Sikhs are one of the top targets of hate crimes and sectarian violence in the US, the community leaders have said as they remembered victims of the 2012 mass shooting by a white supremacist that claimed the lives of six Sikhs at a Gurdwara in the Wisconsin city.
Several eminent Sikh-Americans from across the US, lawmakers, government officials and local leaders participated in prayers held on the weekend to mark the five-year anniversary of the mass shooting.
"We have made commendable efforts to secure our Gurdwara Sahib's all across the country and taken many preventive measures. But Sikhs are still one of the top targets of hate crimes, sectarian violence, and bullying in American schools. In recent years, attacks have rather increased in manyfold," said Gurinder Singh Khalsa, who heads the Sikhs Political Action Committee.
"Hate has no colour. Hate has no face. Yet we all saw hate five years ago," Blahair Dulai, president of the Sikh Temple of Wisconsin, said, addressing the gathering.
"When you come together and those hearts and minds connect, the presence of the divine is there and you don't even have to say a word," he added.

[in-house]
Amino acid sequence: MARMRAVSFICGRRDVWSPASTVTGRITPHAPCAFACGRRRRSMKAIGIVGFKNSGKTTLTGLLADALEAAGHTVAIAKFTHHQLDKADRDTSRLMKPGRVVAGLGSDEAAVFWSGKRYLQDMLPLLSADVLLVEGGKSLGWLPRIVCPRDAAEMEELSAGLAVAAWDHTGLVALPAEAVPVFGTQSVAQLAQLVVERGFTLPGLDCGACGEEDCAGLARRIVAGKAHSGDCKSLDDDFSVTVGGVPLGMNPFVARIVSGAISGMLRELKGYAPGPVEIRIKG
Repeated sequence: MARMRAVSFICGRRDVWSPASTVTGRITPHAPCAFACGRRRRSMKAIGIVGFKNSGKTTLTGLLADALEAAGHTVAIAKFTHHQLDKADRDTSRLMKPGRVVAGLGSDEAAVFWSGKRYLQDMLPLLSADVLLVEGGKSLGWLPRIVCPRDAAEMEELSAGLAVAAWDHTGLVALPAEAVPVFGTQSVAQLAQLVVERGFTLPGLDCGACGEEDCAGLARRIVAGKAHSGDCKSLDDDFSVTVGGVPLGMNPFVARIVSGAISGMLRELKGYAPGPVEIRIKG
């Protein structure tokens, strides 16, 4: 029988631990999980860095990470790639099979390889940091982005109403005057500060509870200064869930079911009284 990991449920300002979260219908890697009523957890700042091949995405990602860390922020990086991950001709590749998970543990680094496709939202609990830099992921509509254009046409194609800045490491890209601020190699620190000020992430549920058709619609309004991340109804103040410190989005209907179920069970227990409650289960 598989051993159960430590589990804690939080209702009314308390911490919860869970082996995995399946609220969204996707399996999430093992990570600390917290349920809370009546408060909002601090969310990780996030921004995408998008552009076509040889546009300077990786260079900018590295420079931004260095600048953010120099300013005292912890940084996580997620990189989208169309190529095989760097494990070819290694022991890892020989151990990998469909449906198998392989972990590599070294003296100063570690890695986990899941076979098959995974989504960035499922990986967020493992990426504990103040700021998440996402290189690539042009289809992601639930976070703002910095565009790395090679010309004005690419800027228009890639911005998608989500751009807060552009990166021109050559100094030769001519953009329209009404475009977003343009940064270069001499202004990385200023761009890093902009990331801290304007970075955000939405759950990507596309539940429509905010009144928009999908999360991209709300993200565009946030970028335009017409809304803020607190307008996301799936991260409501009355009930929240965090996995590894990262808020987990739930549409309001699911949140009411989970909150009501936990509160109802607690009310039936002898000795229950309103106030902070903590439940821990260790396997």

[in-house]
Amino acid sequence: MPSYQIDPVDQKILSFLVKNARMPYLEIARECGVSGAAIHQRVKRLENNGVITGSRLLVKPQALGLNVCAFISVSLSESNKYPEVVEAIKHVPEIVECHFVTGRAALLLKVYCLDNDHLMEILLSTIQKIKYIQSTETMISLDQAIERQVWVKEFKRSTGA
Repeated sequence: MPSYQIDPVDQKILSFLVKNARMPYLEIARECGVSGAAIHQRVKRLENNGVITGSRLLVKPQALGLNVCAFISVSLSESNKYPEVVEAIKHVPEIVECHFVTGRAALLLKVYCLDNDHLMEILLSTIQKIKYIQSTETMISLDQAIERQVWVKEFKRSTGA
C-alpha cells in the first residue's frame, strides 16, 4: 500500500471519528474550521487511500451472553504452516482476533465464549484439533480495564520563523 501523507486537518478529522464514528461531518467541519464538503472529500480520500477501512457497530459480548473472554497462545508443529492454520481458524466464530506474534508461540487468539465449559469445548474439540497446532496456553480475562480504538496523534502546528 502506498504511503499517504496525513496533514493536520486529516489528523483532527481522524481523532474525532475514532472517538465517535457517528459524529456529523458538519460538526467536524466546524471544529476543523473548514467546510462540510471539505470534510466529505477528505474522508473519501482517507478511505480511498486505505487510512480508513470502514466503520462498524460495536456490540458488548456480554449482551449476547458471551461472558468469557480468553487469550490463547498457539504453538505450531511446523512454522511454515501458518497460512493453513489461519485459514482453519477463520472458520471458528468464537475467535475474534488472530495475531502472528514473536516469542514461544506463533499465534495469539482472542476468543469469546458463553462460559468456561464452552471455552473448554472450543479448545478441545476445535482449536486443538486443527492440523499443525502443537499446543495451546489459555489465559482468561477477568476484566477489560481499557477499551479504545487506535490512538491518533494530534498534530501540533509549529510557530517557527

Among the speakers yesterday at the Gurdwara was retired Oak Creek Police officer Brian Murphy, who was shot fifteen times before the shooter was brought down.
"When something is stolen from you, when the lives were stolen from everyone here, you can't get that back," Murphy said.
Remembering the victims, he said, "The voices of the people that were lost are still here. August 5, 2012 changed a lot of people's lives, but remember the people that were here on August 4 and all the times before that."
On August 5, 2012, six Sikhs were killed and three more were wounded, along with the Oak Creek police officer, when the white supremacist armed with a gun attacked the Oak Creek Sikh Temple in Wisconsin.
On Saturday, the Gurdwara organised a six-mile run. The House Speaker, Paul Ryan, sent a two-minute video on the occasion. Vanita Gupta, former Assistant Attorney General for Civil Rights were among prominent people to speak on the occasion.